Better yet, here’s another question: how many publishers do you know whose catalog even has an Alphabets & Symbols division, never mind an expanding one?
Following in the footsteps of Abbeville’s popular Maya Script, Arabic Script, Hieroglyphics, and Chinese Calligraphy titles comes our latest volume about a non-Roman symbol system: Japanese Alphabet: The 48 Essential Characters. In this book, expert polyglot Gabriel Mandel (author of Arabic Script) guides the reader through all 48 principal Japanese characters and their associated sounds, providing the roma-ji, or Roman phonetic spelling, for each. Also included are diagrams that demonstrate how to reproduce each character stroke by stroke, leaving you, the reader, just one fancy calligraphy pen away from writing in one of the world’s most elegant languages. If you’ve already bought the four volumes mentioned, you can even try combining all five ancient languages into one truly impenetrable secret code—or one hell of a party trick (“Any ancient Maya in the room?”).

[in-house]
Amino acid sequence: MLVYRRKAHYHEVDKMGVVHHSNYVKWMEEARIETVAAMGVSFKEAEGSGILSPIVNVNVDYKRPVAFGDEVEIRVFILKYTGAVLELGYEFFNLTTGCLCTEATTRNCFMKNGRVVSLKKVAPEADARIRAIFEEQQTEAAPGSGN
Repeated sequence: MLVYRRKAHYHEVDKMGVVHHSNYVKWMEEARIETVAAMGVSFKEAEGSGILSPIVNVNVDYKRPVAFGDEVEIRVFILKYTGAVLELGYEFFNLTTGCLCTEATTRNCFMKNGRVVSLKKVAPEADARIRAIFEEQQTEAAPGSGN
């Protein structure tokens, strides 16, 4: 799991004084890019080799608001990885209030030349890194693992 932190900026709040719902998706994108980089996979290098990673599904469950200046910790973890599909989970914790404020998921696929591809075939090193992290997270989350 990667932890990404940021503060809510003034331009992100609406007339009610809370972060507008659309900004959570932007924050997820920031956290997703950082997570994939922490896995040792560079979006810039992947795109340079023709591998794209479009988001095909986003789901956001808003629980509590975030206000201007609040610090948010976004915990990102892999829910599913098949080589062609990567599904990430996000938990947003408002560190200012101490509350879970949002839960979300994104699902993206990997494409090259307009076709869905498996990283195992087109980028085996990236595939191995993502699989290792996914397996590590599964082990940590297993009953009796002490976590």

Readers who are interested in ancient languages qua art can also look forward to one of our upcoming fall publications: Egyptian Wall Painting. A tome as monumental as its subject, this survey of two-dimensional depictions in ancient Egypt—glyphs and pictographs that stood squarely at the intersection of art, language, and religion—features full-page illustrations on special matte paper that actually re-creates the texture of the stuccoed limestone on which the original works were painted. Is there anything we don’t think of?
1.1. “Both in Chinese and Japanese [writing], each character is composed of a series of strokes executed in a prescribed order. Strokes are made from the top down and from the left to the right; horizontal lines are drawn before verticals, whether they are alongside them or cross them. The central stroke is completed before symmetrical parts, and the strokes are made from the inside outward. The final base line is added when the central stroke has been completed; vertical or horizontal lines that cross the entire ideogram are written last.”
Got that? Don’t think you can master the fundamentals of English style and then start getting all sloppy in other languages. Even in East Asia, Abbeville’s got its editorial eye on you, bub.